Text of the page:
A while back our next door neighbor rang our doorbell around ten o’clock at night. We generally don’t have visitors that late, much less unexpected. My husband opened the door. Our neighbor quickly told my husband his cat had been ran over, and wondered if he could borrow a shovel to bury the animal in his backyard. My husband complied, and as far as we know the dead cat rests peacefully in our neighbor’s backyard. my guess would be it’s illegal to bury an animal in the city limits of Lexington, Kentucky, in which we reside. But, I didn’t call the authorities and report them. At least not this time. . . . .
Our family has lived on Lansill Road for almost six years now. It’s been colorful to say the least. The residents of the above mentioned house have changed three or four times since we moved in, and they never cease to surprise us in their behaviors. But, before we get into that, I suppose I should explain how we got here. Really, there’s a story behind how everyone arrived where they’re at today. Where you live is a composite of your life leading up to the point. So, I’ll do my best to detail that.
Our arrival on Lansill Road happened via quite a few stops along the way. I don’t feel compelled to explain each of them now, but I’ll say this: We moved to Lansill Road in Lexington, Kentucky, because my husband Chip accepted a pastorate at a Lexington church. Therefore, we (as in me, my husband and two kids) became the pastor’s family. Ergo, I became the pastor’s wife. Interestingly, people introduced me as a pastor’s wife, or the pastor’s wife, or Chip’s wife, even outside the church walls – at my job, at the places I volunteered, etc. Well, my husband resigned and left his job as pastor at the end of August. So, after 5 plus years, I’m now a wife (no preface) or I suppose you could say ex-pastor’s wife, but not ex-wife! Incidently, during his job transition time, my husband worked briefly at Kroger. No one introduced me as the Kroger stocker’s wife.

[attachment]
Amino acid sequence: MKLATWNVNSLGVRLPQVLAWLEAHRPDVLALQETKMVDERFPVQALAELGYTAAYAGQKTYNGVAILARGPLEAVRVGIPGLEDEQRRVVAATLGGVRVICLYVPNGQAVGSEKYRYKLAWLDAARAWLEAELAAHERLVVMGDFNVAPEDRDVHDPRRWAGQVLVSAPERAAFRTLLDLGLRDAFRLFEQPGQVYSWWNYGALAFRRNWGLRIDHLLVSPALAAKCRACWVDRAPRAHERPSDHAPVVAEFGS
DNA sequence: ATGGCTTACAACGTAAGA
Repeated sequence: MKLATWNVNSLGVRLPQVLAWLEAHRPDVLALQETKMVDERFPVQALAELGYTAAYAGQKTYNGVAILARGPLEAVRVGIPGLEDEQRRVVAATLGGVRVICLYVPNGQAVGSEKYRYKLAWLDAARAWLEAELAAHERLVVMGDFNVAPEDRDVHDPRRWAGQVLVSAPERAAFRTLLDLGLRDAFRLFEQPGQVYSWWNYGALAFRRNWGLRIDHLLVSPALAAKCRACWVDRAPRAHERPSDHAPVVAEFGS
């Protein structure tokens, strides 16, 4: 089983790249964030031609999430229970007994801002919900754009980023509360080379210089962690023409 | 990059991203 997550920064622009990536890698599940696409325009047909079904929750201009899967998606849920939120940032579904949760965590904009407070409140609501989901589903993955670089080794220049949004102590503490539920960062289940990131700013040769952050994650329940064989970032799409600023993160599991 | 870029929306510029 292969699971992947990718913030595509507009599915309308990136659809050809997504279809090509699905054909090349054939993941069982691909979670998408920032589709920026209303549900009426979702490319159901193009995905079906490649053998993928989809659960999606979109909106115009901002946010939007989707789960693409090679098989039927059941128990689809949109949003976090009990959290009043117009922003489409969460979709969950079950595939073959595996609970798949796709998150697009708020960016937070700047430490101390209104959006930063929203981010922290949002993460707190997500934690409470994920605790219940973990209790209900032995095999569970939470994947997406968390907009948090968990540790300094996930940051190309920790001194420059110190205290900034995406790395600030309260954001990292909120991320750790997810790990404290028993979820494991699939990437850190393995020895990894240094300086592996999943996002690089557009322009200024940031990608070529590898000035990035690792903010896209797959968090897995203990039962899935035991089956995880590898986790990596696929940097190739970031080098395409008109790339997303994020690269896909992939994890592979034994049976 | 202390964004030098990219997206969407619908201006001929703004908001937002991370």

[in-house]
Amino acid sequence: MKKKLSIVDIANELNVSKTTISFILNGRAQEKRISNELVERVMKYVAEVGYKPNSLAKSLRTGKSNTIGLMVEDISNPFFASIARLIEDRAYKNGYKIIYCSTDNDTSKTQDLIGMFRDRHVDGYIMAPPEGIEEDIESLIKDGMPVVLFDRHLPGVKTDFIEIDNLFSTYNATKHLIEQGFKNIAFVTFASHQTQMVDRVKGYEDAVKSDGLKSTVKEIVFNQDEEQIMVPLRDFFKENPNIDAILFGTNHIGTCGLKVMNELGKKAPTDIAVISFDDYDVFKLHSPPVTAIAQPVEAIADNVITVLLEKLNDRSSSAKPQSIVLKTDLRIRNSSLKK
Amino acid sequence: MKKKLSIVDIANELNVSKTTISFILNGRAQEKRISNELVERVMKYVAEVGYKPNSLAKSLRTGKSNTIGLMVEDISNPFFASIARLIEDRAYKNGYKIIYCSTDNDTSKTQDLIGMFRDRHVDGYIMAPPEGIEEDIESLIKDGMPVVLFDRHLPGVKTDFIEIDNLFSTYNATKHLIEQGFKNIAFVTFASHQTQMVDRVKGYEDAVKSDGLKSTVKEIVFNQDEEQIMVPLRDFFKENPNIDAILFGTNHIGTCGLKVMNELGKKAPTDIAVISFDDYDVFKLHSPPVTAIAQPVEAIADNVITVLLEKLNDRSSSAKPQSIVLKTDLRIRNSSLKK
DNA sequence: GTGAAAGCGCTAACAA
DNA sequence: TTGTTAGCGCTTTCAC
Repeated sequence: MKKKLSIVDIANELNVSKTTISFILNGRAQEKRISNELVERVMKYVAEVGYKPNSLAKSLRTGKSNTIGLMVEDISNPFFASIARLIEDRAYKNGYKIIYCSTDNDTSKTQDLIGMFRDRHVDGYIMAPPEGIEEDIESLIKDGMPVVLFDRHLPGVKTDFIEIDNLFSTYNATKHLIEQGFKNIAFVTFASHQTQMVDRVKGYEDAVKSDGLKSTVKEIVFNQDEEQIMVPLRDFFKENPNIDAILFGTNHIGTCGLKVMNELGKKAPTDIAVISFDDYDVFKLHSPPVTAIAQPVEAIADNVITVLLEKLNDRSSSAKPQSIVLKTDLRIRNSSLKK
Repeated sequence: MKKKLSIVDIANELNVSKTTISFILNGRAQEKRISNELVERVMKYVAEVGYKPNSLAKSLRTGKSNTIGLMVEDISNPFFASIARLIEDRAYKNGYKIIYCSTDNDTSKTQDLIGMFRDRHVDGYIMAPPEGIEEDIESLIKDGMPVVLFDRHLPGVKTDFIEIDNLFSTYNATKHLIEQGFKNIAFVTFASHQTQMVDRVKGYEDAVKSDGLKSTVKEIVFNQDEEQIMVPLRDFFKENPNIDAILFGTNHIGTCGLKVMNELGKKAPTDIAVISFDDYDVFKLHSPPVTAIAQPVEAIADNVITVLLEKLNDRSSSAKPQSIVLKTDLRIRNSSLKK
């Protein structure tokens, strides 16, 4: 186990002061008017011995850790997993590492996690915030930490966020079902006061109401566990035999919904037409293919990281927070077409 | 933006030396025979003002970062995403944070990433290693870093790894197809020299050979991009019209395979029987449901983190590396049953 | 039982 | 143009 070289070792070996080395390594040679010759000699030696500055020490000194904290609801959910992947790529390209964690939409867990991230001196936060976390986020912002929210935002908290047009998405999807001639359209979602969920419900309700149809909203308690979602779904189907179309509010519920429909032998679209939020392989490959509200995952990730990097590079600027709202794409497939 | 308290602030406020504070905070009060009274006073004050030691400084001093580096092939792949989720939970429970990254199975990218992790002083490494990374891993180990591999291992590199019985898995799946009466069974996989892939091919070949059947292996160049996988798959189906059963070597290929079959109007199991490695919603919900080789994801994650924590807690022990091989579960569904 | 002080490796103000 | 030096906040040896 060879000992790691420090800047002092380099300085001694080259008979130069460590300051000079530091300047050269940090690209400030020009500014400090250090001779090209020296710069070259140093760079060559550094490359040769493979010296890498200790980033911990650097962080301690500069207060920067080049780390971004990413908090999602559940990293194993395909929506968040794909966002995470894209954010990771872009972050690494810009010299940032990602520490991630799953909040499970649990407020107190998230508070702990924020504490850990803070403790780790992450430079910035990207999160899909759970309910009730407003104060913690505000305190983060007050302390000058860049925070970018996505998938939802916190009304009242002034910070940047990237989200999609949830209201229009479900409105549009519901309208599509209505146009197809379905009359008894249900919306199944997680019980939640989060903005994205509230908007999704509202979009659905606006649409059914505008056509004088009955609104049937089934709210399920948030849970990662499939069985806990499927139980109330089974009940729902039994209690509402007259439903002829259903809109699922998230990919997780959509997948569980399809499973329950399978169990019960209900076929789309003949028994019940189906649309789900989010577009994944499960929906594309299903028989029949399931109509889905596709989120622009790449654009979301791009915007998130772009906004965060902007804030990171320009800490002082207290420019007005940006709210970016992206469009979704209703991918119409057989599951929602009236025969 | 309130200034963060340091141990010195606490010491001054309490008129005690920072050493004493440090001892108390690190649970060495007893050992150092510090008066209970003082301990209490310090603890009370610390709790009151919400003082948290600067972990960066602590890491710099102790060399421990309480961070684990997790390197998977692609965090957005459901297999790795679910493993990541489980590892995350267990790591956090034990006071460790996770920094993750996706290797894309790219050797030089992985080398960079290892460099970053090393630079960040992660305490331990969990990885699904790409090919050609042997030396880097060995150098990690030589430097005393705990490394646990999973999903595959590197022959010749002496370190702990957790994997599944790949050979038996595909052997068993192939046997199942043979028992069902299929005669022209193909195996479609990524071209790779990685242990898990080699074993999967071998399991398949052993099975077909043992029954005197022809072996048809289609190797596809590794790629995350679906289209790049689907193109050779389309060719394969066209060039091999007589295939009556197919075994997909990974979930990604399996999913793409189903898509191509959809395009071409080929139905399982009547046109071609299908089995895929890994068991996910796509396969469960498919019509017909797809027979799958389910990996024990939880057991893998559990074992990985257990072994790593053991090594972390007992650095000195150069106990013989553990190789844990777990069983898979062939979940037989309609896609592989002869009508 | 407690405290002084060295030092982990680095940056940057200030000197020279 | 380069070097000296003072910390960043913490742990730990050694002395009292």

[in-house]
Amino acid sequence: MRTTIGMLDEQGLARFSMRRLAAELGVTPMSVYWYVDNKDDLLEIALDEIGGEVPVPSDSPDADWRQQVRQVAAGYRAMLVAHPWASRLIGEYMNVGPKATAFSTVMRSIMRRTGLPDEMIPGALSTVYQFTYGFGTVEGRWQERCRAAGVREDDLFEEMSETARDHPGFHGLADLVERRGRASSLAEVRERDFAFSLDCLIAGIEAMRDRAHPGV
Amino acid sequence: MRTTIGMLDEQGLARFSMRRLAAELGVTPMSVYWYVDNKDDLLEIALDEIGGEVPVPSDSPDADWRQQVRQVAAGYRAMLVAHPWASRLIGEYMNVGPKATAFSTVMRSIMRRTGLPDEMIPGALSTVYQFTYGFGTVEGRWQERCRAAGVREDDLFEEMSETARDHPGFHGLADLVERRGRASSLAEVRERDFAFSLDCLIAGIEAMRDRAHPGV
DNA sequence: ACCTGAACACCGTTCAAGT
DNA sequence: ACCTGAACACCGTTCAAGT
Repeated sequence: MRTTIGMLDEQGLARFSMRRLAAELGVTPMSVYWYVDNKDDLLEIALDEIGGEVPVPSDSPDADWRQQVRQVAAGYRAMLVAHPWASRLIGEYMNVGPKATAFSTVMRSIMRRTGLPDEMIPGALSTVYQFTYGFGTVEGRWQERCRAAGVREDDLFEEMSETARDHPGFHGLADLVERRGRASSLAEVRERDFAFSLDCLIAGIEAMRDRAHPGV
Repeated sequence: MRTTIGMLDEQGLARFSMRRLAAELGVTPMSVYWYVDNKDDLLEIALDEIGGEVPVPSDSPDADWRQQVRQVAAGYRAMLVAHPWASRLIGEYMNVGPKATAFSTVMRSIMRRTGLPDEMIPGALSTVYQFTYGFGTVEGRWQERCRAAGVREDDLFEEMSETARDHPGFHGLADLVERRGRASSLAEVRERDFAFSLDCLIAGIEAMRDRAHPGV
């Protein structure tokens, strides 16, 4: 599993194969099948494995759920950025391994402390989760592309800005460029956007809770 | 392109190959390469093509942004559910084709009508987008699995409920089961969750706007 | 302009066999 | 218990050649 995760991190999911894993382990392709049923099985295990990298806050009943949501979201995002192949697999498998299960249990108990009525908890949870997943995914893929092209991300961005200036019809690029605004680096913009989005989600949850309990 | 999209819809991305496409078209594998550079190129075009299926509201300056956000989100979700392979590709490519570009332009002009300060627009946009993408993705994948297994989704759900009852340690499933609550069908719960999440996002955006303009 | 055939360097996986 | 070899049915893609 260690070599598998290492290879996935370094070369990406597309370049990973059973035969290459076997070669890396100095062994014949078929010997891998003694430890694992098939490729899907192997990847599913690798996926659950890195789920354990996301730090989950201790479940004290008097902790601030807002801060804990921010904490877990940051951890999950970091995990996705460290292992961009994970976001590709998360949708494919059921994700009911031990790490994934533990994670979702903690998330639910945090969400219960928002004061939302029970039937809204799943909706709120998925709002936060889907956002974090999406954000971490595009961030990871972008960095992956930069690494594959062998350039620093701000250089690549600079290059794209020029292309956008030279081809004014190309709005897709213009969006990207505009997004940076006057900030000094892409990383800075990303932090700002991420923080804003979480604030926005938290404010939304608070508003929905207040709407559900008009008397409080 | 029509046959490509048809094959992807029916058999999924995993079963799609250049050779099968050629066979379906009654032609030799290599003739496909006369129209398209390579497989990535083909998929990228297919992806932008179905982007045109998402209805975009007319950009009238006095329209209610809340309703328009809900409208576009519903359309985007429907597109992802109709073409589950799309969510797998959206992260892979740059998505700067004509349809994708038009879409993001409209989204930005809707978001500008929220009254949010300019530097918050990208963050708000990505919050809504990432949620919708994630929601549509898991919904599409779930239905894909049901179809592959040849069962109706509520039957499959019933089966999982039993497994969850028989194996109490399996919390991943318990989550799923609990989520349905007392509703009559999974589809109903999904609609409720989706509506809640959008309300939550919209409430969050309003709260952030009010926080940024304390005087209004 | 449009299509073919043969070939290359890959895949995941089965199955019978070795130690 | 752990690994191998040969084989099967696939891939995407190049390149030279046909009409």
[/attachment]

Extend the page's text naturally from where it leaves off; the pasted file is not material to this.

Besides the whole wife title situation, I recently became a new type of mother. I transitioned from elementary mom and middle school mom to high school and middle school mom. Now I’m a band parent, as in high school marching band which constitutes a new lifestyle. I’m four short years away from college mom and one of the those bumper stickers: My son and money go to ______________.
So at this point I feel I must say, “Pardon my mess, I’m reidentifying myself.” People talk often about identity theft. My identity hasn’t been stolen. I’ve heard of going through an identity crisis. I’m not in crisis mode (yet!). But my identity has changed. And that can be a bit frightening. Roles I’d become accustomed to are no longer an option. Little League games, grade school chorus concerts, and kids’ menus at restaurants are behind me. Sitting on the second pew and listening to my husband preach isn’t part of my Sunday routine right now. It might never be again. These things mean we’re progressing on, growing older, following what we hope and pray is God’s plan. But they also mean change and looking ahead. And they mean that I have the opportunity to reidentify. And opportunity beats the alternative.